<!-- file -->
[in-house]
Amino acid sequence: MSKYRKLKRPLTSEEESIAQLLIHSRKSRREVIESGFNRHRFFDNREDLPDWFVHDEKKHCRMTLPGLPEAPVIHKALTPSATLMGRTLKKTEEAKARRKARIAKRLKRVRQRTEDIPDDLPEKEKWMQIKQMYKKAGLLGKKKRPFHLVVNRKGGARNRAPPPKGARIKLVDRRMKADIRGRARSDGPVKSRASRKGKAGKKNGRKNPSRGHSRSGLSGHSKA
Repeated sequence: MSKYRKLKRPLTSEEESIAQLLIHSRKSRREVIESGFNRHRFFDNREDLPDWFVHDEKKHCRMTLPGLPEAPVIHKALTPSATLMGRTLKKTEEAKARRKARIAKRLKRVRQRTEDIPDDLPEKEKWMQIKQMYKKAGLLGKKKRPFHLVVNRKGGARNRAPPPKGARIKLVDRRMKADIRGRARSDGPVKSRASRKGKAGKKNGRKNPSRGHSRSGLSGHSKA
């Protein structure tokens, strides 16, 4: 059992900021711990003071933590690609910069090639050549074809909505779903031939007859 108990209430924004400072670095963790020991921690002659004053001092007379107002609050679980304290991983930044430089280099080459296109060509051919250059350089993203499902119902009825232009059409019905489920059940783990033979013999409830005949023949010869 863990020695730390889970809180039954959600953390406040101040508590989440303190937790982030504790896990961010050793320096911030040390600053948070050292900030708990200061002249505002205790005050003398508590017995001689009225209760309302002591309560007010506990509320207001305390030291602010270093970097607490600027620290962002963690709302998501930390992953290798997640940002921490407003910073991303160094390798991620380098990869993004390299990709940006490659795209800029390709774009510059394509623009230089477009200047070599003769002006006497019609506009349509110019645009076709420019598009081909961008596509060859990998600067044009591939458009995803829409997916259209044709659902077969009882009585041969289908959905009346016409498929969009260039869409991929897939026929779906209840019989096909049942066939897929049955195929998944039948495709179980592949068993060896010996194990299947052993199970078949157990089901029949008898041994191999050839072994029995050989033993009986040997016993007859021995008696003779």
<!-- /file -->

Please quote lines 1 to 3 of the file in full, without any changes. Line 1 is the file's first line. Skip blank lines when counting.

[in-house]
Amino acid sequence: MSKYRKLKRPLTSEEESIAQLLIHSRKSRREVIESGFNRHRFFDNREDLPDWFVHDEKKHCRMTLPGLPEAPVIHKALTPSATLMGRTLKKTEEAKARRKARIAKRLKRVRQRTEDIPDDLPEKEKWMQIKQMYKKAGLLGKKKRPFHLVVNRKGGARNRAPPPKGARIKLVDRRMKADIRGRARSDGPVKSRASRKGKAGKKNGRKNPSRGHSRSGLSGHSKA
Repeated sequence: MSKYRKLKRPLTSEEESIAQLLIHSRKSRREVIESGFNRHRFFDNREDLPDWFVHDEKKHCRMTLPGLPEAPVIHKALTPSATLMGRTLKKTEEAKARRKARIAKRLKRVRQRTEDIPDDLPEKEKWMQIKQMYKKAGLLGKKKRPFHLVVNRKGGARNRAPPPKGARIKLVDRRMKADIRGRARSDGPVKSRASRKGKAGKKNGRKNPSRGHSRSGLSGHSKA